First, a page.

Thank God It's First Grade!
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Diving Deeper into Characters - My Favorite Read Alouds

Looking at how characters change throughout a story. Comparing characters. Completing a character study. These are some of my favorite skills to teach in my first grade classroom! I wanted to share some of my go-to read aloud books for teaching these skills!


When I teach character changes I love using:

Julius, The Baby of the World by Kevin Henkes:
This story is about a young mouse, Lily, who gets a new younger brother. I have my students really pay attention to how Lily acts and feels at the beginning of the story and we watch her feelings and actions evolve as the story continues. This story takes a turn when someone else says mean things about baby Julius. Your young students will clearly see how Lily responds and they will use their inferring skills to determine how her feelings have changed.

My Sister Gracie by Gillian Johnson:
This was a newer book to me, but I found it at my school one day and it ended up being just perfect for character changes. It is very similar to Julius, The Baby of the World in its story line. In this story, a dog, Fabio, gets his world turned upside down when his parents adopt another puppy. Fabio, had all sorts of hopes and expectations before he met his new sibling and my students love to watch his feelings change as the story goes on. Since the plot of this story and Julius are so similar, they are great to compare and contrast with one another at the end!

When teaching character comparisons, there are 2 classic books I love to use:

Frog & Toad Together by Arnold Lobel:
This collection of short stories is a must have in any primary classroom. The two main characters play off one another and compliment one another really well. They both react differently in all sorts of situations and their friendship is something special! You can really use any of the short stories in this collection to compare and contrast the two characters. I will usually start by describing all the character traits of Frog and then repeating the same with Toad. We then have a lengthy discussion about if we believe Frog and Toad's character traits allow them to have a good friendship.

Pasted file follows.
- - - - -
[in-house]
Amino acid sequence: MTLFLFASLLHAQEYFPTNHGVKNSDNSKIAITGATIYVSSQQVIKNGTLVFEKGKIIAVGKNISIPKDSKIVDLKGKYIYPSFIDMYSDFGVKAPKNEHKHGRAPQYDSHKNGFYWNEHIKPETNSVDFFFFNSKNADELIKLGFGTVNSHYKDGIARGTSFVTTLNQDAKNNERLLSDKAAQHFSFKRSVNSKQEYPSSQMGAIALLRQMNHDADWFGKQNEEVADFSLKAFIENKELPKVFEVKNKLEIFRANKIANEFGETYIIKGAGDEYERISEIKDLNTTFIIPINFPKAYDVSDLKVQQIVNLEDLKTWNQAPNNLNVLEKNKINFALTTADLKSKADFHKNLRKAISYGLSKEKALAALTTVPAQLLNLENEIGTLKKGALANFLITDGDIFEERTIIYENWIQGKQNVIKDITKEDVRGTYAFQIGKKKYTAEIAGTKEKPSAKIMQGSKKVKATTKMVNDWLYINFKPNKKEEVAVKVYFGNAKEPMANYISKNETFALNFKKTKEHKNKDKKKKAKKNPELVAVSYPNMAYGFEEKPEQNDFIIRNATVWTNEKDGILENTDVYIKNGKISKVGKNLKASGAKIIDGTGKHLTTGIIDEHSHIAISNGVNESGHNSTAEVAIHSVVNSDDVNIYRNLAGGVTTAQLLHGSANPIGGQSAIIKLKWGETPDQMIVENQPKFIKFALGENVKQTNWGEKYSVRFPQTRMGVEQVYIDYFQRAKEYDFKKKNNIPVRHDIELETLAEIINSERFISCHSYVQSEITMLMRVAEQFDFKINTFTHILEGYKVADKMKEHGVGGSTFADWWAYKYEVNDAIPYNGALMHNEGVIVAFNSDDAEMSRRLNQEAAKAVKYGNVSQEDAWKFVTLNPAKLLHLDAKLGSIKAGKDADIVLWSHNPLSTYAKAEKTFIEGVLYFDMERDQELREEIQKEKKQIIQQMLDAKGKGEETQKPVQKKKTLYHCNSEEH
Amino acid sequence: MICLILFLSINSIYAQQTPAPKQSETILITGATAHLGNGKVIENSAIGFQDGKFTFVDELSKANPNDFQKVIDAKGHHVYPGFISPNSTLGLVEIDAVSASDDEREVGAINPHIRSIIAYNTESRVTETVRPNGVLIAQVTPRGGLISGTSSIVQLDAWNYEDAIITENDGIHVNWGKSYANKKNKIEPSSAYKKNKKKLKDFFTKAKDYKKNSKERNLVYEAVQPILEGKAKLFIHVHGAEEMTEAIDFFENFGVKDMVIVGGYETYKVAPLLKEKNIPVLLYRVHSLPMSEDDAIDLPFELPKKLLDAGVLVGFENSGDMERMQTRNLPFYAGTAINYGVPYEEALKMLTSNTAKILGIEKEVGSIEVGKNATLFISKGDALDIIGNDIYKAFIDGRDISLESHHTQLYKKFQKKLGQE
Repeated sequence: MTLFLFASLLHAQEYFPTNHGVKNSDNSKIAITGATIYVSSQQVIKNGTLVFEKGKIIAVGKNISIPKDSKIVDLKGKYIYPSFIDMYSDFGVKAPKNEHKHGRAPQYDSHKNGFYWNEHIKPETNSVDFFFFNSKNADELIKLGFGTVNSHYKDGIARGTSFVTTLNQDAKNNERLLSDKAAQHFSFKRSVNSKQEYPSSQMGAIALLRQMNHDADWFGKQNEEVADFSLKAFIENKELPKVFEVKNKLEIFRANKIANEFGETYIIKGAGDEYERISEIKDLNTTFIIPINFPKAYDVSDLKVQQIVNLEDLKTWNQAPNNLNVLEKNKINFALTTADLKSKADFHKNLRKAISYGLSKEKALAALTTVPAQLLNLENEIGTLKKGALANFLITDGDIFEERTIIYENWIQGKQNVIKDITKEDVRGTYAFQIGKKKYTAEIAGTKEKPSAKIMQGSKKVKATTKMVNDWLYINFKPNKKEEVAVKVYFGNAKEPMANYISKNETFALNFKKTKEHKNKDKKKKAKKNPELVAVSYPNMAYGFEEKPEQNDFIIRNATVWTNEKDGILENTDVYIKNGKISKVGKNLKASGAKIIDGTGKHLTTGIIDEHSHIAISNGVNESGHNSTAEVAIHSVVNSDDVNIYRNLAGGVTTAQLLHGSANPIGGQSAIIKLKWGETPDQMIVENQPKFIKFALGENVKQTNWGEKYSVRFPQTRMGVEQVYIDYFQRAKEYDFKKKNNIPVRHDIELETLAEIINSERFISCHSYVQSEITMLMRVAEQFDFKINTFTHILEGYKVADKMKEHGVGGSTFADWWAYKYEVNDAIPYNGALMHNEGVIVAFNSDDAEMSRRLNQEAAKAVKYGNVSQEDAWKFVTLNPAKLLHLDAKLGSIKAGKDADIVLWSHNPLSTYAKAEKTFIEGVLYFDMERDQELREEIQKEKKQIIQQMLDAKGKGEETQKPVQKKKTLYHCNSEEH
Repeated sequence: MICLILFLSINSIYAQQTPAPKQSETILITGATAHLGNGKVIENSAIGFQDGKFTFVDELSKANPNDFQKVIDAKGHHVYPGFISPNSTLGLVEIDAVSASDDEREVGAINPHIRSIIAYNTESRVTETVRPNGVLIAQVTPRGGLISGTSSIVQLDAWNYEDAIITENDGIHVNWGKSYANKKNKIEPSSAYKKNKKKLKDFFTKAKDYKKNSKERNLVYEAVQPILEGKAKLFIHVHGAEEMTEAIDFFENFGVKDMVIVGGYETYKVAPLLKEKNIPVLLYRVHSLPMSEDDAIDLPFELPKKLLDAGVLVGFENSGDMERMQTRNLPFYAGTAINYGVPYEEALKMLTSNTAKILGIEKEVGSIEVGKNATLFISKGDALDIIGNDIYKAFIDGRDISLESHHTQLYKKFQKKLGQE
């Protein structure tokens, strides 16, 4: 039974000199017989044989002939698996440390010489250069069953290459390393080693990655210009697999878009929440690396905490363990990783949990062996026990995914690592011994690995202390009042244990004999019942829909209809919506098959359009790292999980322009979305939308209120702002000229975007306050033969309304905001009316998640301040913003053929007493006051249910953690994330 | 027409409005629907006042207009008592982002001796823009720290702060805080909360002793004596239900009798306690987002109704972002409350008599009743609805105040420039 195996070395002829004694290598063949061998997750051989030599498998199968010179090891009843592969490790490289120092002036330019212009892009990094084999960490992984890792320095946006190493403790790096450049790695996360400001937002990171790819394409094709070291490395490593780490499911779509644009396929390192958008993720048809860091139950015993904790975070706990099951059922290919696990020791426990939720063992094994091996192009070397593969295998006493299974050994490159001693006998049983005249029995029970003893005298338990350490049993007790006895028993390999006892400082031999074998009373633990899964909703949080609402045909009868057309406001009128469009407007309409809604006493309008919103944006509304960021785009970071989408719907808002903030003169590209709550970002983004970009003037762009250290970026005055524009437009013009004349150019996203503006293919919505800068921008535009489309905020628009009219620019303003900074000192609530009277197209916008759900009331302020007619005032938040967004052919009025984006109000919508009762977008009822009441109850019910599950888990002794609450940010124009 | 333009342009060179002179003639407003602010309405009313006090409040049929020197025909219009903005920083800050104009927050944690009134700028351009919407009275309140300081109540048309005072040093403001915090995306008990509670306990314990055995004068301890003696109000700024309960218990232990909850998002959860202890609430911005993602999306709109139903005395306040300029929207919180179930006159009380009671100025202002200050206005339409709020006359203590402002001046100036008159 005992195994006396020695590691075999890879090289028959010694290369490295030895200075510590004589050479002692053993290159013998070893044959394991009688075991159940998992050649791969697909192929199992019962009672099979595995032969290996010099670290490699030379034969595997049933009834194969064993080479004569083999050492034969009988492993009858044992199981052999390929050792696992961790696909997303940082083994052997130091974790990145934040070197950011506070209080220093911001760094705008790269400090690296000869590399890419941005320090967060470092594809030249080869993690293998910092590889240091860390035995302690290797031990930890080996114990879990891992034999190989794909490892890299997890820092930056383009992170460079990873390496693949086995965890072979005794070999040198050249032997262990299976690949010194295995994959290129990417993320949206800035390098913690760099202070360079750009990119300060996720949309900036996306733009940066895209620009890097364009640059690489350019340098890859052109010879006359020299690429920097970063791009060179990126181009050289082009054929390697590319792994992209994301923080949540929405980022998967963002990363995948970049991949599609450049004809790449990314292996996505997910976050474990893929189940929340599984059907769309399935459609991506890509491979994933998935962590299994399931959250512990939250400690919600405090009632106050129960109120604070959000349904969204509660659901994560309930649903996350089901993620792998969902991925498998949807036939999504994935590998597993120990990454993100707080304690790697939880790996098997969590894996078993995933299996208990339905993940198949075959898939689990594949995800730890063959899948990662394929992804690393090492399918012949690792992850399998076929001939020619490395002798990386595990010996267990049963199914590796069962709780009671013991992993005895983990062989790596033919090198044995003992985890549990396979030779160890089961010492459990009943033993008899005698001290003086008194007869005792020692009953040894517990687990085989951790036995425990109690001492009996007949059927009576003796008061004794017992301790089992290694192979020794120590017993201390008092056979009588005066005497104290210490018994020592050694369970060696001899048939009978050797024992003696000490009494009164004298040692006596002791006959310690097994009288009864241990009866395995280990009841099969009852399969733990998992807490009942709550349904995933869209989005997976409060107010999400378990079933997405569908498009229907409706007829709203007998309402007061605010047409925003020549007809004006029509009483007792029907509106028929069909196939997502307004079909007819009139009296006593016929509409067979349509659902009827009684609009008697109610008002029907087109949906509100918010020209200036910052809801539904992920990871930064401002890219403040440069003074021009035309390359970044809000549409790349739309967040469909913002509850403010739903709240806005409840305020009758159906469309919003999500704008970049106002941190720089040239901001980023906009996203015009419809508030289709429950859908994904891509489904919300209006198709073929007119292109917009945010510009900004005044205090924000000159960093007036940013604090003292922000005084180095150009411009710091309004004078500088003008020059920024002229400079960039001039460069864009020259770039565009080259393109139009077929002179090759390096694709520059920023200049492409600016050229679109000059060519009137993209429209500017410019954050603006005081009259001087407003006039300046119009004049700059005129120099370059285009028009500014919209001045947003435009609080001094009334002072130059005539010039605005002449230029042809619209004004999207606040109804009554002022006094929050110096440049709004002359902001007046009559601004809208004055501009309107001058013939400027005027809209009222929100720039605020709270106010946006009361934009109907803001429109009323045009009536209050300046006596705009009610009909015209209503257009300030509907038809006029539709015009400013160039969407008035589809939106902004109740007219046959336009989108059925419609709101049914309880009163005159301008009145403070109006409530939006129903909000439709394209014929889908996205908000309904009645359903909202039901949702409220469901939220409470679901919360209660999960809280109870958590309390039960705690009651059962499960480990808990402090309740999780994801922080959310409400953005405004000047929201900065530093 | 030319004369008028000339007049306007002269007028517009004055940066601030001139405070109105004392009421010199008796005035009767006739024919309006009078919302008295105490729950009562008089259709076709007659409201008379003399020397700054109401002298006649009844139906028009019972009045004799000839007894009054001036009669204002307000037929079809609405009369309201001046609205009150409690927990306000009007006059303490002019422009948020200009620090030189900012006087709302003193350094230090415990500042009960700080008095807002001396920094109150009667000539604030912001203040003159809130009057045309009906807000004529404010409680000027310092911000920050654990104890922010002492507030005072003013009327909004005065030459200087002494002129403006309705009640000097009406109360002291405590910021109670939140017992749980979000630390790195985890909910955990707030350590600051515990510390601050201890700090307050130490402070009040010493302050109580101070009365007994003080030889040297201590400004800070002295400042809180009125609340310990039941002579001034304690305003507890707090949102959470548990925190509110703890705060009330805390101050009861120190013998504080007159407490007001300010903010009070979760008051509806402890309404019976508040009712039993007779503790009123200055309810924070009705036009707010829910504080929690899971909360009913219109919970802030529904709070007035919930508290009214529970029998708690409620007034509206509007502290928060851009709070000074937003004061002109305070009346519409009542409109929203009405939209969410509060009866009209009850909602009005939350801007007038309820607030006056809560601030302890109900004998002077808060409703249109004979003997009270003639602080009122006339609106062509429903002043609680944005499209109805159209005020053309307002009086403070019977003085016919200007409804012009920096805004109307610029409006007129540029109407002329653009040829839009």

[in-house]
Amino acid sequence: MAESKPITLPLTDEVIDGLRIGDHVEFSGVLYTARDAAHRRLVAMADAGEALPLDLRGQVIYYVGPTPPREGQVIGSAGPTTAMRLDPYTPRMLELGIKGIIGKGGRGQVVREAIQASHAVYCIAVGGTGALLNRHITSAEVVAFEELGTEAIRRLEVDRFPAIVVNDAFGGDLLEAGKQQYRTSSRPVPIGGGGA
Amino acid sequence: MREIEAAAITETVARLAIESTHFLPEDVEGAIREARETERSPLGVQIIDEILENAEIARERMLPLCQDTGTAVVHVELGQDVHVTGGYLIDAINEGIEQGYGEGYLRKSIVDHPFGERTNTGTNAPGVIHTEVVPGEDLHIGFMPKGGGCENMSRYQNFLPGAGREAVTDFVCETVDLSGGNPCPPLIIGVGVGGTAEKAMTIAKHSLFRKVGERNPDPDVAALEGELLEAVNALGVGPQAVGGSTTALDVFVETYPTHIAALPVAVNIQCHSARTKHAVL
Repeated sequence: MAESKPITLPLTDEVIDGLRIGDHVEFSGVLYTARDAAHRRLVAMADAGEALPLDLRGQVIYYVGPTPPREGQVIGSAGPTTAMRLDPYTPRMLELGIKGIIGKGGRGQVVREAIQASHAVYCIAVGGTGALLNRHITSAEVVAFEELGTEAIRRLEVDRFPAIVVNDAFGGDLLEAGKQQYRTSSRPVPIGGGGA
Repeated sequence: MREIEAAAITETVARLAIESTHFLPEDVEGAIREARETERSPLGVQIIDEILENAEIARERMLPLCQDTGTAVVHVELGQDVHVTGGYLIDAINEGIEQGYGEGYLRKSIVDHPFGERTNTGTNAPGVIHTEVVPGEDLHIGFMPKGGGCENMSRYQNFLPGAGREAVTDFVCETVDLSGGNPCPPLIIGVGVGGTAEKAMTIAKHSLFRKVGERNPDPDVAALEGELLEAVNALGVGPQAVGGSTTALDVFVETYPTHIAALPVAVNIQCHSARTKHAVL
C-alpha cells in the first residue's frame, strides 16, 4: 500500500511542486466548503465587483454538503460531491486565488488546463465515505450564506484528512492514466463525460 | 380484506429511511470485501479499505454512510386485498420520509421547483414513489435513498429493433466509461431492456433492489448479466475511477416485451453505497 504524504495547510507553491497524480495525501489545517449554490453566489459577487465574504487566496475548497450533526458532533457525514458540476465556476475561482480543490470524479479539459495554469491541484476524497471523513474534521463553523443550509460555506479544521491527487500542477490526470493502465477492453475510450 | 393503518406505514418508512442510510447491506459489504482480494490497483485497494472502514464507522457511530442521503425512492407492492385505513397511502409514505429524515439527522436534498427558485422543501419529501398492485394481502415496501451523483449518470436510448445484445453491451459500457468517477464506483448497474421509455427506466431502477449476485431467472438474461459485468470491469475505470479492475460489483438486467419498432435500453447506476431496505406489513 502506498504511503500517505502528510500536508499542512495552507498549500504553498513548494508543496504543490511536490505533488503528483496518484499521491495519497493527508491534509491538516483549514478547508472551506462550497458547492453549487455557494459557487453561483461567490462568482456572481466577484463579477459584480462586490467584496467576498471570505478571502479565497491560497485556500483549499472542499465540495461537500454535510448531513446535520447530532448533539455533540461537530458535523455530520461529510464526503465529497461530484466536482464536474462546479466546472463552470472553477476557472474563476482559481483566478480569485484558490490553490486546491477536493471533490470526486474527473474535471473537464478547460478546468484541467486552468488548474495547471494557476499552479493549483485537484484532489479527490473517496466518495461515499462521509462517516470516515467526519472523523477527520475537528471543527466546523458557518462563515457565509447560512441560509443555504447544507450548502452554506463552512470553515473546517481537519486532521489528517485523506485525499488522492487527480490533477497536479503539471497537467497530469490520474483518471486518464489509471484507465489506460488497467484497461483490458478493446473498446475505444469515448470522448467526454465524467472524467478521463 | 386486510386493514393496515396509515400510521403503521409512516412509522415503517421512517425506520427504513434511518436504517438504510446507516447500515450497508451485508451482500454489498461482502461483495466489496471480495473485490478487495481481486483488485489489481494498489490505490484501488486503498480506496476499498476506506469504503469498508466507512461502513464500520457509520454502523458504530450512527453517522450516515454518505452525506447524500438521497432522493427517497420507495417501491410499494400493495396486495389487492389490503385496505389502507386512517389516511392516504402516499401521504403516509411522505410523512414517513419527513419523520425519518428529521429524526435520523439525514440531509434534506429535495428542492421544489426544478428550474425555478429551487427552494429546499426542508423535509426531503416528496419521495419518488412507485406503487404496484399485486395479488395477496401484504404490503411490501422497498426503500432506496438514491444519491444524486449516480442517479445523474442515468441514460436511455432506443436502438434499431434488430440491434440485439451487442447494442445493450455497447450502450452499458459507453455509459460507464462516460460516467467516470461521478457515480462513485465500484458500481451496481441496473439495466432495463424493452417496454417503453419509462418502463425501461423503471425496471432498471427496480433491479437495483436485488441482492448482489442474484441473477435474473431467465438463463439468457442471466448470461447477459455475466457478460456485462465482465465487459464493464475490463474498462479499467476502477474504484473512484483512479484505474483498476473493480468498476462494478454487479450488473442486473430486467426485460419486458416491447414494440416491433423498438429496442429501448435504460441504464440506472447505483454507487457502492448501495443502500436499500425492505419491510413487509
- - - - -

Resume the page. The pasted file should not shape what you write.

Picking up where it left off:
Toot & Puddle by Holly Hobbie:
This is another classic story which has many follow up stories after their original adventure. Toot and Puddle have many different interests and in this story they actually are very far away from one another throughout most of the story. As we read about their separate adventures, we discuss what their interests say about them as characters and compare their thoughts, actions, feelings and dialogue. I also love to ask my students to dig deeper and compare themselves to the characters. We discuss which character we think we are more alike and give evidence from the text to support our opinions.

After I have taught character changes and character comparisons, I like to have a complete character study of a main character in a story. We talk about who the character is, all their inner and outer traits. We discuss the character's personality (their thoughts and actions) and we discuss the ways a character may or may not develop throughout a story. Do they grow? Do they change?